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A New Power Standard has Desktops Sipping Energy when Idling

The Future of Power Supplies: Stephen Eastman, Platform Power Specialist in Intel’s Client Computing Group, Explains Why the ATX12VO Standard Reduces Idle Desktop Power

  • Stephen Eastman, platform power specialist in Intel’s Client C
  • PC manufacturer ASRock launched the industry’s first ATX12VO m
  • PC manufacturer ASRock launched the industry’s first ATX12VO m

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Our expert: Stephen Eastman, platform power specialist in Intel’s Client Computing Group, and his team work on reducing the idle power that desktop PC’s use. Desktop computers often spend more time idle than in any other use. Any way to reduce power used during these long stretches of minimal activity is vital to cutting a PC’s overall power consumption.

More: Single Rail Power Supply ATX12VO Design Guide | How Intel is changing the future of power supplies with its ATX12VO spec (PCWorld) | Future of Technology Series | Client Computing News

Less is more: Using less power is always good, but it will be even more important when governments around the world introduce new energy regulations for desktop computers. This includes EPA’s ENERGY STAR for Computers v8 in 2020, the California Energy Commission Title 20, Tier 2 requirement in 2021 (with other U.S. states following), and Japan’s Top Runner program in 2022. All these regulations are requiring PC makers to adjust their desktop power targets.

A single rail power supply design is one answer to help OEMs reduce desktop PC idle power and meet the new government regulations. For years there have been custom single rail power supply designs. But until Intel created the ATX12VO design and publicly shared it, there was no industry standard to help PC-makers reduce the energy desktop systems use when idling.

But it’s more complicated than just a new power supply. The new ATX12VO standard requires a redesign to the motherboard. The two parts work in tandem under the new standard.

“This is a part of Intel’s greater PC story to enable the most energy efficient desktop computers,” says Eastman. Intel is a processor company, he says, but it is also a company that helps OEMs. And that’s why Intel spent the last two years creating and sharing this standard.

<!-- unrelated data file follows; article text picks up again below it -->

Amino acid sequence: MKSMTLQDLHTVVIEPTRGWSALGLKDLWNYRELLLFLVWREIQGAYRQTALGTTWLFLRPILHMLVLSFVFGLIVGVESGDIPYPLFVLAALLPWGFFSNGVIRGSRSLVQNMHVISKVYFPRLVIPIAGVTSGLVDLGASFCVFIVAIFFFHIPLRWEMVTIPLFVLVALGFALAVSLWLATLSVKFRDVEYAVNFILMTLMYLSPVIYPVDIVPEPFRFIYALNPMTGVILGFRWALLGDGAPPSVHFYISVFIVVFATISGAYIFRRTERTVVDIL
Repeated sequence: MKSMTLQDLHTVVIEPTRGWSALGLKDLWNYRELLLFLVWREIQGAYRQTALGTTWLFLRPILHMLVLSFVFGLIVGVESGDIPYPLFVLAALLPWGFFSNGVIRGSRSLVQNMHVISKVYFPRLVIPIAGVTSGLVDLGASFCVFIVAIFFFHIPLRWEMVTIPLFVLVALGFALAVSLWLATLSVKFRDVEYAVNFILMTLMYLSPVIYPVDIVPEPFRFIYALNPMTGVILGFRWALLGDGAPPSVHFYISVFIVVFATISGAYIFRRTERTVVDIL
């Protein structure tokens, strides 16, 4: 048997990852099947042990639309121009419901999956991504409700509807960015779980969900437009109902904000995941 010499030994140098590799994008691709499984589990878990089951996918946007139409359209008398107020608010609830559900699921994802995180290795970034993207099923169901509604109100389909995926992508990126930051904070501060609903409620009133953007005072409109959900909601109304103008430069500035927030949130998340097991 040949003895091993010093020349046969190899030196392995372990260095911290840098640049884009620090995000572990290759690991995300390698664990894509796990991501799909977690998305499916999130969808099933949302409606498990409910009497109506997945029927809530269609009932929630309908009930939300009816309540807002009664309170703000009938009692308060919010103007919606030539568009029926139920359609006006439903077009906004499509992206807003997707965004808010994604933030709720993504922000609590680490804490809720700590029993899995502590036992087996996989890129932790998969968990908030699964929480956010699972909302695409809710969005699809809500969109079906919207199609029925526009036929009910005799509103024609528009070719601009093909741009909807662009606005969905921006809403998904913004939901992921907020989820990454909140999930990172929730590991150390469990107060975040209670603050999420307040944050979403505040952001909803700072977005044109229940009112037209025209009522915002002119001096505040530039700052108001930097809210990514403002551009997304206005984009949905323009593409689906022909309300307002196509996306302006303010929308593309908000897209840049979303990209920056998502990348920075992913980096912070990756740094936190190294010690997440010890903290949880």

The industry’s first ATX12VO motherboard: On April 30, PC manufacturer ASRock launched the industry’s first ATX12VO motherboard around the Intel 10th Gen Intel Core S-series platform. It reduces idle power by 27% compared to a similar featured motherboard and traditional ATX multi-rail power supply design.

“We’re extremely delighted to co-develop this revolutionary motherboard — Z490 Phantom Gaming 4SR — with Intel. This new design is able to improve power efficiency of the PC and meet new energy regulations. We believe the new ATX12VO will be the solution for the next generation of personal computer,” says Chris Lee, general manager of ASRock Motherboard BU.

Intel is also working with power supply unit builders such as FSP, High Power, Channel Well Technology and Corsair to build ATX12VO power supply units to go with the motherboards.

Knowledge is power: Intel is releasing the spec to provide the industry with a consistent design. It’s especially important for medium to smaller OEMs that don’t have the resources to create their own power supply spec. It will allow them to continue selling devices once new energy regulations go into effect. For a consumer who wants to build their own PC, they’ll have to have both the new power supply and the new motherboard that work together.

Currently, power supplies change the AC current at the plug to the DC current your computer needs. That conversion can cause the greatest loss of power when a computer is idling and at its most inefficient. Most power supply units have 12-, 3.3- and 5-volt rails, or circuitry that creates the voltage. The ATX12VO standard takes out the 3.3- and 5-volt rails and moves the creation of these voltages to the motherboard where they can be more energy-efficient.

“This makes no difference to performance. It makes no difference to the end user except for using less idle power. It just makes a difference to the system builder,” Eastman says.

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